Sparkle Street Press
Doc’s Clock was a good place to get out of afternoon’s flare-up, when the sun over Mission Street was blazing toward some painful equipoise between day and night, and hung in a shaft through the transom and the open doors, and lit the linoleum floor tiles there, and lived, for an hour, in the varnish of the near end of the bar, and in a glass of beer halfway down, and in an ashtray in the dark, suggesting by inference the farther reaches of the room.
Down back, someone left the men’s room and came knocking through the tables, past the shuffleboard machine, a guy in a white cowboy hat, along the bar, beat-up drunk. He veered into a barstool and spun off toward the street, and stood there in his plaid Western shirt, getting his bearings in the light before choosing a direction and moving on. The bartender, a woman I didn’t know, came out of the dark, took his glass and empty and wiped the bar. She dropped the bottle in the recycling and asked what she could get me. I was killing an hour after work while my wife packed some things at home. She was moving to her sister’s place while I figured out what I was doing with a woman in Los Angeles.
I reached for a napkin. I could never just sit. I started writing a few things down, just to be doing something. Even apart from my circumstances the drink made me nervous, as a first drink always did at that hour, as though something were about to happen, as though I were engaging some impossibly greater force, fate for instance, or maybe it was the hour, happy hour, the witching hour, or maybe it was my situation after all. I sipped my drink, a whiskey on the rocks, and described my surroundings, the sunlight that, now, dazzled the backbar and frescoed a patch of the wall, and pretty soon it turned into a letter to the woman in LA. A couple of bearded kids came in and I put them in the letter. One of them called the bartender Amanda.
I’d flipped the napkin over and covered half the other side with writing when a woman in office clothes blew in and took a stool across the curve of the bar from me. I put her in. She asked Amanda if there was a payphone she could use to page someone. Amanda said the bar’s phone was a rotary phone but she could use a payphone across the street and page someone to the bar. The woman went through her bag. She was in a flurry. One of the bearded guys offered her his cell, and she paged someone to the number at Doc’s. Then she thanked the guy and ordered a vodka with a twist. He put his phone away and resumed his conversation. They were talking about movies. I wrote, “Wherever you go, the only thing people are talking about is movies.”
When the woman got her drink she pulled a big red hardcover book from her bag and started reading it. She flipped pages forward and back. She had her book and the guys had their movies and I had my letter, and we all had our drinks, and we were balanced there, floating on the moments in a nice equilibrium.
Then the phone rang and she was off her seat. She left us wobbling there and ran down to take it. Amanda was talking into the phone.
Amanda asked if there was a Mike.
I slipped off my stool and walked down. The woman was coming back. I told her I wouldn’t be long.
I took the phone. My wife was calling to say she was leaving now. I talked with her for a minute and walked back to my seat.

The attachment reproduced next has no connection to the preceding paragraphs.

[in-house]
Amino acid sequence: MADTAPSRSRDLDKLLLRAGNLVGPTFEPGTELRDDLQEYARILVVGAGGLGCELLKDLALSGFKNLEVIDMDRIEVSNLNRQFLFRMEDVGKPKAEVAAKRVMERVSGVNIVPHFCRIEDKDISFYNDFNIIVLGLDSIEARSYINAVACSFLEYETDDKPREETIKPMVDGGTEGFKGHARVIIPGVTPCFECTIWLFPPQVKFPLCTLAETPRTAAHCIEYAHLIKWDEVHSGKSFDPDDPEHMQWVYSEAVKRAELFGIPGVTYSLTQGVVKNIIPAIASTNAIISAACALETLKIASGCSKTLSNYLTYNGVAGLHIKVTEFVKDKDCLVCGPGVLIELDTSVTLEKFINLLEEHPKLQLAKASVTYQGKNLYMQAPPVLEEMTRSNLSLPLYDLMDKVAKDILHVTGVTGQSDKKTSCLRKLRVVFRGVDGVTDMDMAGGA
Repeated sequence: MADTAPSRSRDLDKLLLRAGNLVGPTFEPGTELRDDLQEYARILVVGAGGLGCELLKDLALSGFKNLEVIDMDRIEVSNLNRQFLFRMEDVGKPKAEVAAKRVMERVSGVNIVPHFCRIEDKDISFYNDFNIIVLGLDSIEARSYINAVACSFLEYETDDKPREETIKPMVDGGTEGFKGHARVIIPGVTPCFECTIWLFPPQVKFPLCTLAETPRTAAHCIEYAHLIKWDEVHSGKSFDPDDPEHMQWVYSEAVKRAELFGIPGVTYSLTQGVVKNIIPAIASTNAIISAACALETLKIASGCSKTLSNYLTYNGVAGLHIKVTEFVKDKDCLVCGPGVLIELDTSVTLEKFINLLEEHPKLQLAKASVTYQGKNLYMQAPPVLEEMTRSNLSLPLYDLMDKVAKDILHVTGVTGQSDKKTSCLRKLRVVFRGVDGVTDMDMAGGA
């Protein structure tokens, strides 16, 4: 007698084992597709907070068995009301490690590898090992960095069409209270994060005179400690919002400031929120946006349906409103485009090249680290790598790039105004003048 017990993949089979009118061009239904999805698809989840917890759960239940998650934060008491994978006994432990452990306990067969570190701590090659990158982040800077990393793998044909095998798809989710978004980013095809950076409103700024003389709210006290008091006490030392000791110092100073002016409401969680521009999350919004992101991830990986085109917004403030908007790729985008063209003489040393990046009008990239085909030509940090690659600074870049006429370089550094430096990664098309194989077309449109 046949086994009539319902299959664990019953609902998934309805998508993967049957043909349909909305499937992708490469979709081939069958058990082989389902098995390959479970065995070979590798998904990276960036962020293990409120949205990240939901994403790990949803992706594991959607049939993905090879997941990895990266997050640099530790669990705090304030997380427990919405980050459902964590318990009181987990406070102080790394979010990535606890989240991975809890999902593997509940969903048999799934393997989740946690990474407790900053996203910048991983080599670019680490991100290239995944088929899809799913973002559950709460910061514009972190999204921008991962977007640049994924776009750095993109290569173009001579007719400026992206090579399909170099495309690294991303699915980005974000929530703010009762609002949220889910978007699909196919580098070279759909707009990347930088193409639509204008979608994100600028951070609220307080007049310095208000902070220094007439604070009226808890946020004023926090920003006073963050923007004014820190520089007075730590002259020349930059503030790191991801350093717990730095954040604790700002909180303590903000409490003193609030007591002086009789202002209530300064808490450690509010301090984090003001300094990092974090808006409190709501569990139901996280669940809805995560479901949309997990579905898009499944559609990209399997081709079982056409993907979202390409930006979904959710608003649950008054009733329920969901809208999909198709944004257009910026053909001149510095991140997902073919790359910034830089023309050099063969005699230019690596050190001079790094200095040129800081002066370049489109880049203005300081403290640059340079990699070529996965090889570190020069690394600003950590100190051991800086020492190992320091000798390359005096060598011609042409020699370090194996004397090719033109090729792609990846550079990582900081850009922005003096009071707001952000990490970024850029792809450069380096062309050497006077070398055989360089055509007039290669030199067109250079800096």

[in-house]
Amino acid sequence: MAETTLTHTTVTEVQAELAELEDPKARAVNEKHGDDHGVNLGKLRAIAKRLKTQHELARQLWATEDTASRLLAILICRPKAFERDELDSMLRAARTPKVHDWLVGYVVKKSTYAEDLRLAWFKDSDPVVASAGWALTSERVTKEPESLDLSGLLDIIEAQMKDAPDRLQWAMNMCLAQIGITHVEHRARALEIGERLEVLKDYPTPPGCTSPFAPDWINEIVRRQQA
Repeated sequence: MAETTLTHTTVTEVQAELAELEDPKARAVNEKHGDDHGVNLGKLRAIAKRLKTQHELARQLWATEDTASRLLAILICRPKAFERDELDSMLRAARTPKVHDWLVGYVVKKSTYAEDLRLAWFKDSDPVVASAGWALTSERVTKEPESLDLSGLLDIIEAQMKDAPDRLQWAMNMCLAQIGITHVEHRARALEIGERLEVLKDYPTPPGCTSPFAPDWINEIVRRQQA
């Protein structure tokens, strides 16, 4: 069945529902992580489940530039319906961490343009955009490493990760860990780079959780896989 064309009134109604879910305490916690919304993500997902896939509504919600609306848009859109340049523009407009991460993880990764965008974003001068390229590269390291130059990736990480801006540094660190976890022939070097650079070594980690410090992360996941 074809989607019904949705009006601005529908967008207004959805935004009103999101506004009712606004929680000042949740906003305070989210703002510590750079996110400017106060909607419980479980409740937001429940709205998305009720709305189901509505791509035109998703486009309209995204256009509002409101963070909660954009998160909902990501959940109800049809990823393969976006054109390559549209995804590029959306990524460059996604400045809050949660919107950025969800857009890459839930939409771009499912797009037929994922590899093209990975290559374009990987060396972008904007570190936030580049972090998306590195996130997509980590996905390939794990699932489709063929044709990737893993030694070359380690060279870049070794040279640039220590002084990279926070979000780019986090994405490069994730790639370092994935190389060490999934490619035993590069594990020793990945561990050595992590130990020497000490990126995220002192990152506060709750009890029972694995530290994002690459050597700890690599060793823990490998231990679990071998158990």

I summed all this up in my letter to the woman in LA. She was married too. The night before, her husband had announced he was moving out and wanted a divorce.
The woman across from me said, “That fucking piece of shit.”
I looked up. It had just escaped her. I wrote it down.
She drained her vodka and kept pretending to read her book, or genuinely trying to read it to distract herself. She was visibly upset now, squirming around on her stool, pushing a hand through her hair. I got another napkin, and from then on it was all happening as I wrote, as though I were creating it.
She was off her stool by the time I heard the phone ring. Amanda said “Mike?” and held the receiver in the air. I avoided the woman’s eyes as I walked on down.
It was the woman in LA. I told her I was leaving soon and I’d call her from home. Back on my perch, I picked up the cigarette I’d left smoking on the bar. The woman across from me was barely keeping it together. Her face would collapse toward tears, and then she’d take a breath. She rubbed her right leg, forcing her concentration on the page.
She let out a ragged sigh. She drained the icewater dregs of her drink. Then she clapped her book shut, stuffed it in her bag, and walked out.
We watched her go.
The phone rang. I sat up. Of course it would ring the moment she left. I saw the whole tableau unfolding from a bird’s-eye view of the tricks and slights of fate. Amanda gestured with the receiver toward the end of the bar. I ran outside into the sun. The woman was in a crowd at the corner, waiting to cross. I ran up the block, dodging people, fixed on her there with her headphones as she gathered herself forward into the empty evening. She stepped off the curb and I touched her elbow and said, “The phone! The phone’s for you!”
She stalked past me toward the bar. She was free now to get it off her chest, and she marched along, relieved and cursing.
I trotted behind her saying “Aah, he probably tried to call while I was on the phone.”
She said, “I’m sorry. It’s been going on a long time, y’know?”
I followed her in. It was okay now, for someone, for tonight anyway. Amanda and the two guys were standing at attention. They’d been watching the doorway.
One of the guys said, “It’s for you, guy. I think it’s for you.”
I turned as she whirled out, and I followed, making silly helpless apologies as she looked to the left, to the right, and moved off.
I watched her go for a minute. Then I walked back through the bar and picked up the phone. It was my wife again, calling to tell me one last thing.